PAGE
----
In this study both the anti-bacterial properties and strength of cockroach avoidance of laminate wood floorings containing colloidal silver is evaluated. The laminate wood flooring manufactured with the overlay added with resin containing colloidal silver ion showed an antibacterial activity of up to 98.9%. For colloidal silver-treated, laminate wood flooring, the relative avoidance rate was 87±1%. With colloidal silver treatment onto the surface of the laminate wood flooring, using melamine-formaldehyde resin for overlay paper impregnation, laminate wood flooring was developed as an environmentally friendly material for residential application.


There are three types of wood flooring: laminate wood flooring, engineered flooring and solid wood flooring. The laminate wood flooring consists of high-density fiberboard (HDF) as the core material, while the engineered flooring consists of plywood with a thin fancy veneer bonded onto the face of the plywood using urea-formaldehyde and melamine-formaldehyde (MF) resins as hot-press adhesives (Kim and Kim, 2005a).

Interior fitment and furniture manufacturers are using more surfacing materials for decoration of fiberboard. This material is manufactured as uniform, flat panels that provide excellent surfaces for the application of coating materials. These coated panels are used in the construction of cabinets, furniture, paneling, kitchen worktops, and floorings in offices, educational institutions and houses. The purposes of coating fiberboard surfaces with decorative overlays are to suppress the absorption of water and humidity, and eliminate the release of formaldehyde. The performance of the coated panels is dependent on the quality of wood-based panel and the type of coating material (Nemli and Çolakoğlu, 2005; Sparkes, 1993; Hoag, 1993).

A laminate wood floor is a composite floor with either a chipboard or HDF core that is bonded to a film of wood-effect veneer and covered with a laminated surface. It is not to be confused with wood veneer flooring, which has a real wood veneer bonded on top; this is a different type of flooring altogether. Most wood laminate floors are simply a photographic representation of wood grain. Unlike wood veneers, laminates cannot be sanded or refurbished once any wear begins to show. Laminate wood flooring consists of four main components that are bonded together. A wear resistant, decorative surface made of resin-based MF resin and aluminum oxide. This material is bonded to a moisture resistant, wood composition based core. A balancing backing is bonded to the underside of the core. On the top is a clear cap sheet of aluminum oxide, which provides the protection and stain resistance (Kim and Kim, 2005b).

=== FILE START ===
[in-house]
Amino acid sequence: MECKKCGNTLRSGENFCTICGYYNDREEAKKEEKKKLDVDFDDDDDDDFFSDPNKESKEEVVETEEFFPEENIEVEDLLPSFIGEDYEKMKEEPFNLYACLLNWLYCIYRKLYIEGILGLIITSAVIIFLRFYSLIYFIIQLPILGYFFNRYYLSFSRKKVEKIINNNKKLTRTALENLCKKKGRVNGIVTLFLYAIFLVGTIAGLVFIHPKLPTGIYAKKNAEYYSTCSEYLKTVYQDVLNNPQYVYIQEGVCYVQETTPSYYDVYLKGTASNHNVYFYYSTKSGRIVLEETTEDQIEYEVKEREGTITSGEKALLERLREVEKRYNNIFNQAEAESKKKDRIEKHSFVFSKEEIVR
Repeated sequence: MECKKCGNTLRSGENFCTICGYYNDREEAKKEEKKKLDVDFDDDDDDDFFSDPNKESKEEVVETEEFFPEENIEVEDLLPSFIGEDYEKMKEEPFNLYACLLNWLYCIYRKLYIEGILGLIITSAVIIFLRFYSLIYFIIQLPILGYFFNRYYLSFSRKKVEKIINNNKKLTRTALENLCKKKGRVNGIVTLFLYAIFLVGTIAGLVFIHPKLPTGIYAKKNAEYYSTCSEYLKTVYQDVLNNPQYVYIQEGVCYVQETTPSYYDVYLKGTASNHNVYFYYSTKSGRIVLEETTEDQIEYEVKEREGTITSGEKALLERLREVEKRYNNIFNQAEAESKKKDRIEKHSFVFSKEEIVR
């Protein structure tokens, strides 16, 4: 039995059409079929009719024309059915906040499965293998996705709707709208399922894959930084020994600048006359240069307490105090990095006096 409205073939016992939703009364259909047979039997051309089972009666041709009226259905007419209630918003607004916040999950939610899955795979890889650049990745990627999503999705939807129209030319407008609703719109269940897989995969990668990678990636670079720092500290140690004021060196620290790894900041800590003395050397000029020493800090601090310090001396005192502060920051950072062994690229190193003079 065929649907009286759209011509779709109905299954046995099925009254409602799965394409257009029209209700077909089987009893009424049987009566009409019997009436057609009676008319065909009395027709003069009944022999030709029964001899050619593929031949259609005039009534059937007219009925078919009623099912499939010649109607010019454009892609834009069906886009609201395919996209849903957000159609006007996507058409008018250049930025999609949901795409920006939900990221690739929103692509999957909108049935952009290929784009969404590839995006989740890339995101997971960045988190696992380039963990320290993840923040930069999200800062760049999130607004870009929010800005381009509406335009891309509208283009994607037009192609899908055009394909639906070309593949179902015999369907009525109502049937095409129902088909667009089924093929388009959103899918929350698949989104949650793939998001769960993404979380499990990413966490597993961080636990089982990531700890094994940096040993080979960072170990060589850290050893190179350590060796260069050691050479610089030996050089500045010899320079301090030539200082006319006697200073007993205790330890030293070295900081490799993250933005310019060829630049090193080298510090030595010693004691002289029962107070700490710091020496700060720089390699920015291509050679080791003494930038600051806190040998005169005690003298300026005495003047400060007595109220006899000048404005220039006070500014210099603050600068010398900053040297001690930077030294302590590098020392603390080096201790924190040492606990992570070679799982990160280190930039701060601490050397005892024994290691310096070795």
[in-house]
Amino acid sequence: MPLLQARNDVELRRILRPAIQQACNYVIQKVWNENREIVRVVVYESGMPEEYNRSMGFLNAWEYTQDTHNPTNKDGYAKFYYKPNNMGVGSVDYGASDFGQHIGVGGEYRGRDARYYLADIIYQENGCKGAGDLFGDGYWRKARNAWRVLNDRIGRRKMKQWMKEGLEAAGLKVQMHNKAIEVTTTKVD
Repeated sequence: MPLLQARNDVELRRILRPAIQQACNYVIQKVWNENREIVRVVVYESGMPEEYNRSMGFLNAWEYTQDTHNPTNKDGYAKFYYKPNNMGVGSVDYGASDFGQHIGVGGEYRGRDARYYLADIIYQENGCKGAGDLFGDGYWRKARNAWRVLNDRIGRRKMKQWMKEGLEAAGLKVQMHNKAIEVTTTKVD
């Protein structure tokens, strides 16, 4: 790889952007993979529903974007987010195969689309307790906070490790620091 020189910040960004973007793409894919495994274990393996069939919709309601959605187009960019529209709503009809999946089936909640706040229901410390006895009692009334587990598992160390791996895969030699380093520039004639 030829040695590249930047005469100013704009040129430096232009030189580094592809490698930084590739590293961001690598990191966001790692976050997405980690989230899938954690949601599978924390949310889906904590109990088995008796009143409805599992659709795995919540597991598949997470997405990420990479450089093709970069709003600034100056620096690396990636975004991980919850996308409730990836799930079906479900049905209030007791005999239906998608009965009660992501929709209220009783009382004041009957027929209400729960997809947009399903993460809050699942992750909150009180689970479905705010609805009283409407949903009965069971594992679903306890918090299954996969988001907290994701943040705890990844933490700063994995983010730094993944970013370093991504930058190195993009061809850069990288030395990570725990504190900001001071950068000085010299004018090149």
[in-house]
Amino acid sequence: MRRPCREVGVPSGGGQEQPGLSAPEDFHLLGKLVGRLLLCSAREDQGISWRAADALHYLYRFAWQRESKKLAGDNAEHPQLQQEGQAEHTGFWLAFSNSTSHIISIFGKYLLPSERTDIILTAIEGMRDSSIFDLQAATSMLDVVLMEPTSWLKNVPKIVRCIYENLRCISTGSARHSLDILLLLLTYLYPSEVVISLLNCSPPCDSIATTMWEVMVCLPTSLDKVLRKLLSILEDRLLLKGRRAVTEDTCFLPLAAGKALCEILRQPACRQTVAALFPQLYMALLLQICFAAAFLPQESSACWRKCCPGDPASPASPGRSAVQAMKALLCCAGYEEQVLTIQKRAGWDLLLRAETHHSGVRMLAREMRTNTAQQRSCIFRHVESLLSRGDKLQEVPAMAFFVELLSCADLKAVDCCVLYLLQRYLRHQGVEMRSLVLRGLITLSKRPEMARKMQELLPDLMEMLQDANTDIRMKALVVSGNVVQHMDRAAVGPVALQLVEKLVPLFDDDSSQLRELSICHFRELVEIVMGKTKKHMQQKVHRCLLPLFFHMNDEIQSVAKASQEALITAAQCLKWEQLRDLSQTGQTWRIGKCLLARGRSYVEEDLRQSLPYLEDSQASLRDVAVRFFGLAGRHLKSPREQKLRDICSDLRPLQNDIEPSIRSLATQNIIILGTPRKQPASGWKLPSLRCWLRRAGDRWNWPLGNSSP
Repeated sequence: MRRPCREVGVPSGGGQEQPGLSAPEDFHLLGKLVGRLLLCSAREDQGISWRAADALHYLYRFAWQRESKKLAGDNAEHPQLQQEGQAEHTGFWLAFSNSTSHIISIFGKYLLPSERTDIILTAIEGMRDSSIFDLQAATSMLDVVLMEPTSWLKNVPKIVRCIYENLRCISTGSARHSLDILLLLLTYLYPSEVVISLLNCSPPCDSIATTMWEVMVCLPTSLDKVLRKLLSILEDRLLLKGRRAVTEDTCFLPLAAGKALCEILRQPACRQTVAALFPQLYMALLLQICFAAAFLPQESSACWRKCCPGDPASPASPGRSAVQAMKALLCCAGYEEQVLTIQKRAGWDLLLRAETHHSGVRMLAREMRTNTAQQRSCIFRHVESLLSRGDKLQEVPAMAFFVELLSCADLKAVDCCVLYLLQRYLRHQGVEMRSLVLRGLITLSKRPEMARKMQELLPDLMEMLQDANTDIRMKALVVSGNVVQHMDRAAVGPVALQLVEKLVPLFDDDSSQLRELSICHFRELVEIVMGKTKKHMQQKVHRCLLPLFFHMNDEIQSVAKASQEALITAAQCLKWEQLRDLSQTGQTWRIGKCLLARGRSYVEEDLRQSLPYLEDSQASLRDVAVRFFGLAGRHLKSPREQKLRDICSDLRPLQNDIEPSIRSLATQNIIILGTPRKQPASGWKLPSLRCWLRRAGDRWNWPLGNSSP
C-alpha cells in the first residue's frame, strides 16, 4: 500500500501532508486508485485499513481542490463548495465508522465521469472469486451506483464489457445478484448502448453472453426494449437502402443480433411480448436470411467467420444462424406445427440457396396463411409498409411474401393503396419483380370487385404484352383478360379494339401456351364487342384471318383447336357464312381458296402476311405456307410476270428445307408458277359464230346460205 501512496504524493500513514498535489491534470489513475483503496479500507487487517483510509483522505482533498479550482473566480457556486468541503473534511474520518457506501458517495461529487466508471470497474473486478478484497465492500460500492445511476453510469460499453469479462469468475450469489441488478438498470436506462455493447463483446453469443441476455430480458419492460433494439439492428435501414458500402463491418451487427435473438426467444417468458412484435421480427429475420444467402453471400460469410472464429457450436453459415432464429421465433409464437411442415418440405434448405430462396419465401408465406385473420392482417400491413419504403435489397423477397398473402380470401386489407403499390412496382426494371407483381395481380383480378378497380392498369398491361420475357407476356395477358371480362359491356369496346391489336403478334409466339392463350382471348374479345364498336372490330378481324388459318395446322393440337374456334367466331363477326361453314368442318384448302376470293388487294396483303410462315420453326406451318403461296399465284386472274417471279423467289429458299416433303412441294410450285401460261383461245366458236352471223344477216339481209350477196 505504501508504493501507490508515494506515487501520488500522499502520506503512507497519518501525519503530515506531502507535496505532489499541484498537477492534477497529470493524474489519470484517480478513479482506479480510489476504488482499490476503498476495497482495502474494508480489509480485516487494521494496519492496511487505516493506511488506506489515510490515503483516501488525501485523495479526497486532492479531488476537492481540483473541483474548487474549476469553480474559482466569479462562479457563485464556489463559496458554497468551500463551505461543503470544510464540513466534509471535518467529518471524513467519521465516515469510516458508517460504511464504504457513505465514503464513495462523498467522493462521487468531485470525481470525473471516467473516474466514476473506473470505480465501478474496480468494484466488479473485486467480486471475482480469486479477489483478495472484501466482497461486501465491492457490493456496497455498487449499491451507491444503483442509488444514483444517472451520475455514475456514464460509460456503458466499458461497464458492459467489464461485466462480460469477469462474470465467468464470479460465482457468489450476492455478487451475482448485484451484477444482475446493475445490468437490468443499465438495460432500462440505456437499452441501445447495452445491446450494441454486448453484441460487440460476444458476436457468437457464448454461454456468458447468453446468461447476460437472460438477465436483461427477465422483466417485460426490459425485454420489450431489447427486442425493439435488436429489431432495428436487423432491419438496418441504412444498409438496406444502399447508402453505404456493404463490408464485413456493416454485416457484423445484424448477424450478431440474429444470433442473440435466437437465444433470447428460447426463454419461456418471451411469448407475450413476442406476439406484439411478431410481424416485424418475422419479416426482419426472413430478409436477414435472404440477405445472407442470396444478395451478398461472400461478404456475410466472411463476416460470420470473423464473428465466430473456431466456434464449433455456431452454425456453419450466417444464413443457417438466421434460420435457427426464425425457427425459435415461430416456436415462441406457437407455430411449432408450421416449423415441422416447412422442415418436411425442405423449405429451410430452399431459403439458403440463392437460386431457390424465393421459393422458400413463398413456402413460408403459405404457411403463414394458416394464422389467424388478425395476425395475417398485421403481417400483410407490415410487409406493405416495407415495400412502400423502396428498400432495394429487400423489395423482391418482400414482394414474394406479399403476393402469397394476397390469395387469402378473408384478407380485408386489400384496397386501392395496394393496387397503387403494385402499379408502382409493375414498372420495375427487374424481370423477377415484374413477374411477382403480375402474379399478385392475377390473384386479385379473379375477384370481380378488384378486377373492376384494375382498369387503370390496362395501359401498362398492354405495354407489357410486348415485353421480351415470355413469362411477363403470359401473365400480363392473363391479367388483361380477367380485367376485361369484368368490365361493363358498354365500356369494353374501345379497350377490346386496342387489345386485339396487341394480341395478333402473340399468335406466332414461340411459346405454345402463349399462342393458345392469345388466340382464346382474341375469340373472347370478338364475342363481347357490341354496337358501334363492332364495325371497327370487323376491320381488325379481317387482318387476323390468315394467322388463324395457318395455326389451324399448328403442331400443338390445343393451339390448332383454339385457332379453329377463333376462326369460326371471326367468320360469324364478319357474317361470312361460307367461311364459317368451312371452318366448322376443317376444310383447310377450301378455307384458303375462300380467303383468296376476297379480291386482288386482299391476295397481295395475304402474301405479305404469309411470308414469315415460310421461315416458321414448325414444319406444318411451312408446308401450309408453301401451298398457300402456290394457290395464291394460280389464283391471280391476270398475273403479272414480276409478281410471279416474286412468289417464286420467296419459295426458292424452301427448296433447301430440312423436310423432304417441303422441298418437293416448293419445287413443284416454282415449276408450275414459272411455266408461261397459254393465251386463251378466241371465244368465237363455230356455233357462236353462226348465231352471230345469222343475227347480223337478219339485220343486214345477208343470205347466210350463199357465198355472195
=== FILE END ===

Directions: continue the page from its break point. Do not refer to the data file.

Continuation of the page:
It has been known that among metallic elements, heavy metals such as silver, zinc, copper, mercury, tin, lead, bismuth, cadmium, chromium, and thallium possess antibacterial properties and the exchange with these metals imparts antibacterial activity to the zeolites (Top and Ülkü, 2004).

Silver has a long history of use in medicine as an antimicrobial agent. Silver ions have been found to have antibacterial effects on some microbes. Several studies have demonstrated that silver ions are selectively toxic for prokaryotic microorganisms, with little effect on eukaryotic cells (Park and Jang, 2003; Spadaro and Becker, 1976; Webster et al., 1981; Marino et al., 1974).

Silver exhibits good anti-bacterial properties and in recent years has been used in a variety of medical applications ranging from wound dressings to urinary catheters. The anti-bacterial activity of silver is dependent on the balance between the activity of the Ag+ ions which kill bacteria and the total amount of silver released from the coating, which if too high results in cytotoxicity The anti-bacterial activity of silver is dependent on the silver cation (Ag+), which binds strongly to electron donor groups on biological molecules containing sulfur, oxygen or nitrogen. The silver ions act by displacing other essential metal ions such as Ca2+ or Zn+ (Betts et al., 2005; Dowling et al., 2001, Dowling et al., 2003; Zhao and Stevens, 1998).